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Secret Brussels

Secret Brussels

by Nicolas van Beek and Nathalie Capart

A ‘love hotel’ where you can say a prayer, a reconstituted section of the Senne river at Saint-Gery, and extraordinary private museum devoted to plastic, a farm with sheep, goats and turkeys at place de l’Yser, Masonic secrets in the Parc de Bruxelles, a hotel overlooking the Grand Place, a surrealistic trip in a lift, a homage to the military pigeon, potholing at Koekelberg basilica, a swimming pool with a panoramic view of the city, a scandalous pavilion in the Parc de Cinquantenaire, an immense vegetable garden at Uccle, an 19th century artist’s studio at Schaerbeek, a camping ground in the heart of the Belgian capital, a forgotten garden-city at Forest…
Extracts From The Book
Secret Brussels: Plastic Is Fantastic Secret Brussels: Off the RailsSecret Brussels: A City Centre Farm Among The Buildings

Plastic Is Fantastic

Secret Brussels: Plastic is Fantastic The Plasticarium is one at those extra- ordinary places that will make you fall in love with Brussels. Situated near the centre of the city, the Plasticarium holds the world's greatest collection of objects made from plastic, in both quantity and quality. Other than the items themselves, the personality of Philippe Decelle, this private museum’s owner, adds much interest to the visit. A great enthusiast for his collection, he continues to enrich it with regular purchases. The day we visited he had just acquired a 1963 flying saucer lamp. And he shows visitors around himself with humour and infectious enthusiasm. The only snag: to avoid spreading himself too thinly, Philippe asks people to come in groups of about 10 (maximum 20) before he will open his museum. Perhaps the relatively few visits each year is the secret of keeping its freshness intact.

The collection consists principally of plastic objects made between 1960, the date of the first all-plastic piece of furniture, and 1973, the year of the First oil crisis, which resulted in a
marked rise in the cost of plastic, a derivative of oil. This short period of some 15 years
defined the golden age of plastic. Plastic owes its existence indirectly to the Second
World War: before the 1940s parachute fabric was made from silk, a raw material which
came mainly from Japan.

Off The Rails

Secret Brussels: Off The Rails In a deprived area of the centre of Brussels, the Mupdofer is an amazing and very discreet private museum: even though several railway signs are fixed to the wall, you almost have to get down on your knees to see them.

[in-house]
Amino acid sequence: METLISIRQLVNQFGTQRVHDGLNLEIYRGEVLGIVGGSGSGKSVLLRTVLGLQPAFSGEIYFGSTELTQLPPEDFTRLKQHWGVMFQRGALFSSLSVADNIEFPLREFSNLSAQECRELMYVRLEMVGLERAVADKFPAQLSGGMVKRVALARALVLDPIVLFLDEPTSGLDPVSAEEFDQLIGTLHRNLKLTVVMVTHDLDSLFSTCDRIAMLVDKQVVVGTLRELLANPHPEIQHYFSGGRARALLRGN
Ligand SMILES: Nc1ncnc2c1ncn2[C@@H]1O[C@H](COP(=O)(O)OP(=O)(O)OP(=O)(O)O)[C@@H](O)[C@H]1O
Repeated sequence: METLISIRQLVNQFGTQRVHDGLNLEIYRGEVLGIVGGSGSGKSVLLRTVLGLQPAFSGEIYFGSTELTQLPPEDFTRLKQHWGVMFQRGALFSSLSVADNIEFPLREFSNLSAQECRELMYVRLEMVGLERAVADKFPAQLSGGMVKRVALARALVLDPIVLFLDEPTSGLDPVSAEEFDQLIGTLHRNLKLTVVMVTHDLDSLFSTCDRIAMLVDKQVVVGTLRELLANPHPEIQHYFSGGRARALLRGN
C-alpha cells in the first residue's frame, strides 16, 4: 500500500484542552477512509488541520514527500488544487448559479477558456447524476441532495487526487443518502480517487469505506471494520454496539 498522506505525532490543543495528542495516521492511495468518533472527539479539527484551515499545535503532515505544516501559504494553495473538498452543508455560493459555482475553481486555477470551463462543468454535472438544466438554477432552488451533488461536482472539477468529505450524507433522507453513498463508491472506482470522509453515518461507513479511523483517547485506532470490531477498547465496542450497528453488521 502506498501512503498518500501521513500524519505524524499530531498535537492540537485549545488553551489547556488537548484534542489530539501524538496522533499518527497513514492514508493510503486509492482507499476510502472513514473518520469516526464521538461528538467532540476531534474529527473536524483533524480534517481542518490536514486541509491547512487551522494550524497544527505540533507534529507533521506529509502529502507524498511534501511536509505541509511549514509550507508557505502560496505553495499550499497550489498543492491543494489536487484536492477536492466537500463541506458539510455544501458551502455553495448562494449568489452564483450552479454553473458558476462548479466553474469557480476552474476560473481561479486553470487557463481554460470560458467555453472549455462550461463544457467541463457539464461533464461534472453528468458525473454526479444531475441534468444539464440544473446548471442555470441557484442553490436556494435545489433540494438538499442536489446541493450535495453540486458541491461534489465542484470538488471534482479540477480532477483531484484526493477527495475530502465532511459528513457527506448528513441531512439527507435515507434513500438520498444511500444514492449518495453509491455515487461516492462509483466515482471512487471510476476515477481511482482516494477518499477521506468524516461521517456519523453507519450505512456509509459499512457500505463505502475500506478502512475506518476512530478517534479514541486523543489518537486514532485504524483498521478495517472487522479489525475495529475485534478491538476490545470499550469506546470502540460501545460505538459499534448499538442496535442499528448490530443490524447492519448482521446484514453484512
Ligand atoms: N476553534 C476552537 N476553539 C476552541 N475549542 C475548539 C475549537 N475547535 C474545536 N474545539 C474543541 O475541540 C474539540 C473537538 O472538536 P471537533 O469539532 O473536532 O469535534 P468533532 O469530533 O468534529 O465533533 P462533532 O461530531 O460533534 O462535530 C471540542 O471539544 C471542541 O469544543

This place owes its existence to five enthusiasts for railway memorabilia who formed an association in 1972. Having decided to pool their collections, they opened this little museum in 1974. The result is amazing: on three floors there are thousands of railway signs, destination plates, timetables and other documents which cover the walls and fill the display cases Arranged geographically, they will not fail to bring back memories to the greatest nostalgics who tenderly recall the tram rides of their childhood. Although the place itself has undeniable character and charm, the extreme specialization of this collection limits its appeal. However, for the unsuspecting visitor, it is still interesting to stroll through the maze of corridors and rooms looking for reminders of the past. Look out, for example, for the restored tram-driver’s cab with its sandbox.
When the rails were slippery or covered in leaves, the driver could pull a lever to release the sand,
helping the tram to grip the rails.
A City Centre Farm Among The Buildings

Secret Brussels: A City Centre Farm Among The BuildingsThe farm in the Parc Maximilien is an absolutely amazing place, only a 10 minute walk from Brussels’ Grand-Place. Wedged among the modern buildings in the district surrounding the Gare du Nord, the Petit Ring, and the immense Citroen gaRateat place de l’Yser, this urban farm is a breath of fresh air. It also offers some highly unusual sights in the heart of a big city: a sheep peacefully grazing in the long grass alongside the farmhouse, chickens pecking at grain against the background of an Art Deco gaRateand a Haussmann-style building, a goat meandering by a colossal public housing block...

Once inside, go for a quiet stroll in this patch of countryside in the city centre, feed the ducks and rabbits, gather eggs, or tend the orchard and vegetable garden. Workshops are organized regularly around these activities and more generally to make visitors more aware of environmental issues. There are also events for local children and school groups. On rainy days, attend a session on DIY repairs in the barn.

The farm, set up entirely from scratch to replace a car park 1990s, is now a big hit.

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